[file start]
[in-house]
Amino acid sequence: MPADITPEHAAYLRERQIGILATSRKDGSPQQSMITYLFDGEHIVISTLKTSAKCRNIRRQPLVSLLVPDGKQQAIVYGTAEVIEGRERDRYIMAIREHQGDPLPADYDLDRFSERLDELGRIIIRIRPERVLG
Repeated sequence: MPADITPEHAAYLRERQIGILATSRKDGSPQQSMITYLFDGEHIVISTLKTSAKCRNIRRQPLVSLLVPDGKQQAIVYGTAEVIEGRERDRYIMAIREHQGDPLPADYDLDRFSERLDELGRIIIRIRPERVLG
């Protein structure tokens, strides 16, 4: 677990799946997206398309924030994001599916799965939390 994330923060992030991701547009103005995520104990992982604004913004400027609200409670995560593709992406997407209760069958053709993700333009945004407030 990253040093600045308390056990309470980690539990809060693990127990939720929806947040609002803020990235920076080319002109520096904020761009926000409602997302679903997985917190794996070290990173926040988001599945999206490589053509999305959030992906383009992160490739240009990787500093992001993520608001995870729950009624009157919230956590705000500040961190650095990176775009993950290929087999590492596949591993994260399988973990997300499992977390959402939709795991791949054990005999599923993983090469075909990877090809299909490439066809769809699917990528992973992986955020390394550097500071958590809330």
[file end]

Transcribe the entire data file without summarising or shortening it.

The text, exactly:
[in-house]
Amino acid sequence: MPADITPEHAAYLRERQIGILATSRKDGSPQQSMITYLFDGEHIVISTLKTSAKCRNIRRQPLVSLLVPDGKQQAIVYGTAEVIEGRERDRYIMAIREHQGDPLPADYDLDRFSERLDELGRIIIRIRPERVLG
Repeated sequence: MPADITPEHAAYLRERQIGILATSRKDGSPQQSMITYLFDGEHIVISTLKTSAKCRNIRRQPLVSLLVPDGKQQAIVYGTAEVIEGRERDRYIMAIREHQGDPLPADYDLDRFSERLDELGRIIIRIRPERVLG
């Protein structure tokens, strides 16, 4: 677990799946997206398309924030994001599916799965939390 994330923060992030991701547009103005995520104990992982604004913004400027609200409670995560593709992406997407209760069958053709993700333009945004407030 990253040093600045308390056990309470980690539990809060693990127990939720929806947040609002803020990235920076080319002109520096904020761009926000409602997302679903997985917190794996070290990173926040988001599945999206490589053509999305959030992906383009992160490739240009990787500093992001993520608001995870729950009624009157919230956590705000500040961190650095990176775009993950290929087999590492596949591993994260399988973990997300499992977390959402939709795991791949054990005999599923993983090469075909990877090809299909490439066809769809699917990528992973992986955020390394550097500071958590809330």